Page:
Takka takka!

Takka takka!

ecopointuk Admin

Finally it is so far. After a long journey we arrived in Lesotho.Our and therefore my workplace for the coming week. We are going to build 2 new houses for the handicapped local residents with our group.

Arriving in Lesotho I noticed the villas and golf courses and I thought for a moment "what am I coming here"? A few moments, because on the way to the building site I immediately got an answer to my question. The needs and poverty are really big.

Fortunately, all materials were present at the building site, so we were able to get started right away. The foundation and the concrete floor were realized in the morning so that we could start building the walls in the afternoon. I regularly heard "takka takka"! This means cement and that had to be produced in considerable quantities and at a rapid pace. With water somewhere out of a lake. So do not tap from a tap. The local population also helped. They were very friendly and very helpful. I was pleased to hear that the local community itself has nominated the future residents of the houses. It is therefore really awarded to them.

Every afternoon around 2 pm, after school, the children came to the construction site to blow and sing and play. Great to see and good for the spirit.

What amazed me is how big the difference in rich and poor can be in a small area. This became clear when we visited with the group Maseru, the capital of Lesotho, about 30 km away. Land rovers, men tight in the suit, shops, eateries. A stark contrast with the village where we worked.

Thursday, the roofs were on, the interior walls were plastered, the outside toilets were realized and the keyhole gardens were created. A keyhole garden is a round garden with a notch and a tube in the middle. From above it therefore looks like a keyhole. We also dug a hole with stones in it. Here the waste water is thrown. It is a simple but effective irrigation system for the garden.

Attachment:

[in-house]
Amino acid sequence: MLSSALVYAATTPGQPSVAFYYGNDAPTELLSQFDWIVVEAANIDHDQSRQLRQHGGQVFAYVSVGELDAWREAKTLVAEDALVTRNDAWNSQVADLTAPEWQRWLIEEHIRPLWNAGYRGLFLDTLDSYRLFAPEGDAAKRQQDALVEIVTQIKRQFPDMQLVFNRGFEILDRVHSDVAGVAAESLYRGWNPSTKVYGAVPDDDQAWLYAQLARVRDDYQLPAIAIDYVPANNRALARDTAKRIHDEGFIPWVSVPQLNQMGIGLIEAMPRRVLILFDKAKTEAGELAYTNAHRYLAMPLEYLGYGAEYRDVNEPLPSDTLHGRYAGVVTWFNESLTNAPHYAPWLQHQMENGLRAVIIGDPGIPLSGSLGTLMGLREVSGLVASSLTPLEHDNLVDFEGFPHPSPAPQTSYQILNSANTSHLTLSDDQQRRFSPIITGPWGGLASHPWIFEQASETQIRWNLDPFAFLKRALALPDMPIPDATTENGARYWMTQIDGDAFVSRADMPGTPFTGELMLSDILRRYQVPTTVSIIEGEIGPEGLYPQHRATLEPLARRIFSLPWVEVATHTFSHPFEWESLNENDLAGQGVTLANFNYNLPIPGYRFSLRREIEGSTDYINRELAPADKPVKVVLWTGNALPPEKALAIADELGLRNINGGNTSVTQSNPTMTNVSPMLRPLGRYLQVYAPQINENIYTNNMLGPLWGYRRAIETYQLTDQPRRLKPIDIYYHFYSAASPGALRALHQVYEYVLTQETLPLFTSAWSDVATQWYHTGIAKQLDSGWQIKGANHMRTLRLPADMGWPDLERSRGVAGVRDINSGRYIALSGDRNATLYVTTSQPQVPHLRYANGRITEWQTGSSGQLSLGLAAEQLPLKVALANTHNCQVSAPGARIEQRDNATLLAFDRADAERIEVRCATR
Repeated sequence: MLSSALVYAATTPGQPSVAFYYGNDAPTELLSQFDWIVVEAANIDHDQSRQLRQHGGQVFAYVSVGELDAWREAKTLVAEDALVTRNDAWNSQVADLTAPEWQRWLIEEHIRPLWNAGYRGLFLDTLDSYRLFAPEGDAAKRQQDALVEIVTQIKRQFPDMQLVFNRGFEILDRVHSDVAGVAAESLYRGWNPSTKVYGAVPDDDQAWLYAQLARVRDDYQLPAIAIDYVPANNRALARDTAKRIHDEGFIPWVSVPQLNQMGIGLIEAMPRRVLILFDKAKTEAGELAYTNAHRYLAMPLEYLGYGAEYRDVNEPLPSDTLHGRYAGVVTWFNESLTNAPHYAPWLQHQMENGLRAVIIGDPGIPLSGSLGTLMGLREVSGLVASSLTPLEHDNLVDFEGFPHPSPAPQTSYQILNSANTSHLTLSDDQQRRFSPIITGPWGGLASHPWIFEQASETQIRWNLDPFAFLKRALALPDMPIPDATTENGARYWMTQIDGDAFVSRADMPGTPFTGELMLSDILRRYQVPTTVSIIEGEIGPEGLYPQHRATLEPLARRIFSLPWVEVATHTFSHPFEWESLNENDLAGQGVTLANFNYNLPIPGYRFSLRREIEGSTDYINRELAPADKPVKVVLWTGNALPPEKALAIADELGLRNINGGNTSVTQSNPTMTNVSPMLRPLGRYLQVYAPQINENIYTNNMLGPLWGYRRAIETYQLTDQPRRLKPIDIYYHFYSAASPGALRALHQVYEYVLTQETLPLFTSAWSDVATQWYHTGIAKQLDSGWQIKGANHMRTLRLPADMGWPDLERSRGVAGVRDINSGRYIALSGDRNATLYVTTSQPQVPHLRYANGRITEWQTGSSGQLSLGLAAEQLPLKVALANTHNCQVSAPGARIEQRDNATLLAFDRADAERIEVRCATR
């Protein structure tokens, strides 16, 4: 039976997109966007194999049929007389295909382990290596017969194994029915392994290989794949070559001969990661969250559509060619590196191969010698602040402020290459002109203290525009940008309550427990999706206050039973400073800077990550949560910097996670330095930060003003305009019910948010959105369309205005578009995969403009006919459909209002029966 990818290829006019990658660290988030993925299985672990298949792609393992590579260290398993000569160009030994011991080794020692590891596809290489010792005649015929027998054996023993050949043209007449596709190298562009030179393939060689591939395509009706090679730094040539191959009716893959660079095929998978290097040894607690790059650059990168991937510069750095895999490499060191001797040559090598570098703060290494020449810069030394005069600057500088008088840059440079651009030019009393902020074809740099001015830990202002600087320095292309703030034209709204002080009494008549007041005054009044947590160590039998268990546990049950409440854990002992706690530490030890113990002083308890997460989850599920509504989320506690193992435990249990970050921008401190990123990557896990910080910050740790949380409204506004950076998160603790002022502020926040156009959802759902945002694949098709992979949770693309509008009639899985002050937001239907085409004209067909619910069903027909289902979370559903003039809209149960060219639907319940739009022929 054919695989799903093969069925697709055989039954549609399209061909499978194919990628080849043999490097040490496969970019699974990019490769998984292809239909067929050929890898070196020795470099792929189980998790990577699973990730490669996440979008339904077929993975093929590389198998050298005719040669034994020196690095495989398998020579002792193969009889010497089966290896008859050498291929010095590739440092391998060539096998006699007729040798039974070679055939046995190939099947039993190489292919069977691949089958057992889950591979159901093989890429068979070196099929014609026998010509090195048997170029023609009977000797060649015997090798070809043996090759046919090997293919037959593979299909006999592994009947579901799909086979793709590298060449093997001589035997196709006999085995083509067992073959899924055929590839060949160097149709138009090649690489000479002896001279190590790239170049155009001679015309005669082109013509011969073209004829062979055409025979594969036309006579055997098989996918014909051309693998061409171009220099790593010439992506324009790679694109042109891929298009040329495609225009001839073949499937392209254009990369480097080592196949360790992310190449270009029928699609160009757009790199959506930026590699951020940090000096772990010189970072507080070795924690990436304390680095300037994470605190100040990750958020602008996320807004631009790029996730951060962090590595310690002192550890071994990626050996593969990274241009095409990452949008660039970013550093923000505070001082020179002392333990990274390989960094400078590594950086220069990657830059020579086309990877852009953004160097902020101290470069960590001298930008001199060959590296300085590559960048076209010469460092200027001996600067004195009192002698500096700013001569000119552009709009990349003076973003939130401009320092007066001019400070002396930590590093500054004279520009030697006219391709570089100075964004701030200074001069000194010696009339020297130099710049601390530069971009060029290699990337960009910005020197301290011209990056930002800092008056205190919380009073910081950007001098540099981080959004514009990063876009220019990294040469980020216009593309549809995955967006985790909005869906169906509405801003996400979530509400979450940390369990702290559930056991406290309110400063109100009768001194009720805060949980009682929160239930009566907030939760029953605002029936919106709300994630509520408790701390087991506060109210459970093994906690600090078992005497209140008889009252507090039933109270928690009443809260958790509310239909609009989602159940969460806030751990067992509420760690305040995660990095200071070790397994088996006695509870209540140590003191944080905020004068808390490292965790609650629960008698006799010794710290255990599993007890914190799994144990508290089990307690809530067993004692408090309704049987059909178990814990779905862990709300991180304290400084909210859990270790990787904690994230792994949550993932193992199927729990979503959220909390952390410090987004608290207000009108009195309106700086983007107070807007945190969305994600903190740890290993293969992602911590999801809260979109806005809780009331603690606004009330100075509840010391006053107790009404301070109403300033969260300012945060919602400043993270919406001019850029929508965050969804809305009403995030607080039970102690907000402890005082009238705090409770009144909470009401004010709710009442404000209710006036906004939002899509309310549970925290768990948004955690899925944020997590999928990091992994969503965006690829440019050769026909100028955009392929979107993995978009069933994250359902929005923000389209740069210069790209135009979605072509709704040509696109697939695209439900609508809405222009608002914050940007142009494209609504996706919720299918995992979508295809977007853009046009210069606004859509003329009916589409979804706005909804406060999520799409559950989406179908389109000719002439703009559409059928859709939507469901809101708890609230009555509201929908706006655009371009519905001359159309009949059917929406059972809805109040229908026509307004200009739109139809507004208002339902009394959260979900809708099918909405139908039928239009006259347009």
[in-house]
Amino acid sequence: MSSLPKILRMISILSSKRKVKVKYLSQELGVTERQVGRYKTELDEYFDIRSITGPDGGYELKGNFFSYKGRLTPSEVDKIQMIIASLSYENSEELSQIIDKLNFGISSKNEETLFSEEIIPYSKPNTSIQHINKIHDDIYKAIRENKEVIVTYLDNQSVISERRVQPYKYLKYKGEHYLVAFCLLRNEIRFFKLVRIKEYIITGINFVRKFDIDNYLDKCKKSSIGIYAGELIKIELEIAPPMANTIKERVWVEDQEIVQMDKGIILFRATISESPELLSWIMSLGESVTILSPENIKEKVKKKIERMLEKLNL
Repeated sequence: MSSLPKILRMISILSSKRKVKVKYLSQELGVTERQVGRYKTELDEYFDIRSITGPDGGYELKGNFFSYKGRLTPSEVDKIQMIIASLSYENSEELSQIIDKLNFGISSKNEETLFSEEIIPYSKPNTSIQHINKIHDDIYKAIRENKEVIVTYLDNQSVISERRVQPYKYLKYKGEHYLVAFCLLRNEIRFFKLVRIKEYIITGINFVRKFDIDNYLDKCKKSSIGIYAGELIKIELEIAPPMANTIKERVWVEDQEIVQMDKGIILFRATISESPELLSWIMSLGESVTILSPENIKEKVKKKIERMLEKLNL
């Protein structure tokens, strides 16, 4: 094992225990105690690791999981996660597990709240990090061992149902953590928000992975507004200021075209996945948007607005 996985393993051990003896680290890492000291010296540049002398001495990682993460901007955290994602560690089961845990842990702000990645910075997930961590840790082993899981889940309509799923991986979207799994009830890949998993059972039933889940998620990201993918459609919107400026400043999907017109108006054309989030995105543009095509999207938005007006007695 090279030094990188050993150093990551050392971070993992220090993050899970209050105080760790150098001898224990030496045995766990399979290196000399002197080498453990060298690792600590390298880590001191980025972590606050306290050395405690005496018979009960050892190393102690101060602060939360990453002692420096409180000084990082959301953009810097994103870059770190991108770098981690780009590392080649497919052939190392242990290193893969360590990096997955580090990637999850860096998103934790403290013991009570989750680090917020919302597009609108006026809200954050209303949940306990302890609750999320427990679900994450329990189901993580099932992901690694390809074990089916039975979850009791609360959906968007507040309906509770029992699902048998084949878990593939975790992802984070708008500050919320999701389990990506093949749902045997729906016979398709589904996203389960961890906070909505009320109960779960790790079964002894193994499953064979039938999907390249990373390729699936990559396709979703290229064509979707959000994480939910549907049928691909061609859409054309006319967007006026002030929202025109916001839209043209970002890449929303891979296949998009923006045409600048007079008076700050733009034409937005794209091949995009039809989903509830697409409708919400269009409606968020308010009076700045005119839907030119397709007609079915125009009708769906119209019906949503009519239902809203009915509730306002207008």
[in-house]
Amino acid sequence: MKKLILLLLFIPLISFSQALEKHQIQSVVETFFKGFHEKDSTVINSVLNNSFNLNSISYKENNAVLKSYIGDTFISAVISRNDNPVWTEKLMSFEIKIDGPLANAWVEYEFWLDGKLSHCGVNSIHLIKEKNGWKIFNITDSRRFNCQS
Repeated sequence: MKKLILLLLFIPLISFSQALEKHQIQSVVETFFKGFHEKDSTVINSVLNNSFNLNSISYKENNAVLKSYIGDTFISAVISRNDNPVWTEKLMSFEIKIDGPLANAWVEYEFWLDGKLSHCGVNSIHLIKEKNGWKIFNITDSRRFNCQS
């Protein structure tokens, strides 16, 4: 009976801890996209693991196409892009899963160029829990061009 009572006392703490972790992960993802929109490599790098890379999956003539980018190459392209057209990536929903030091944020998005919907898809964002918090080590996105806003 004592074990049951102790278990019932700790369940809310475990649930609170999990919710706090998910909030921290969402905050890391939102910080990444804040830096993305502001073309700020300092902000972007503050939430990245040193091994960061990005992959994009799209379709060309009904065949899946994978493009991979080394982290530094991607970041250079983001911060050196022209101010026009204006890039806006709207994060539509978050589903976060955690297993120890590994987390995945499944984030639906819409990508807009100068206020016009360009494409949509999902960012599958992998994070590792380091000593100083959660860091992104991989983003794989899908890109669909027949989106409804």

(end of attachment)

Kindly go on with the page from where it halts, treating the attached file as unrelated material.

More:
We also played a game of football against the school team. As said, the school goes out at 14.00. We drove around 15.15 towards the school. But once they spotted the pickups and our vans with those white noses from us, they turned and ran back to school to greet us, dance, sing and admire the football. Because there is no toy. They play with stones, sticks and plastic what they find on their way to school. A nice moment.

On Friday morning we put the last dots on the i and cleaned up the building site. At the end of the morning we could deliver the houses. Singing and dancing 87 little girls in uniform came to the construction site. This was so impressive. Really a chicken skin moment. Will never forget. We were of course also warmly thanked by the residents and we all got a traditional hat.

It is difficult to capture in words what it has done to me. It was an unforgettable week. Because of the beautiful location with the grand vistas. The moments with the children and the knowledge that we were able to make a new start with this group for 12 families. I went to Lesotho very blank. Without expectations, not knowing what to expect. I have returned and am truly an indelible special experience. Also realizing how well we have it here. As far as I am concerned, it is worth repeating and certainly recommended for everyone. With or without job experience.

I would like to thank Habitat for humanity and the group members for the cooperation and of course all sponsors for the financial support and positive reactions that I received. Without you, this would not have been possible.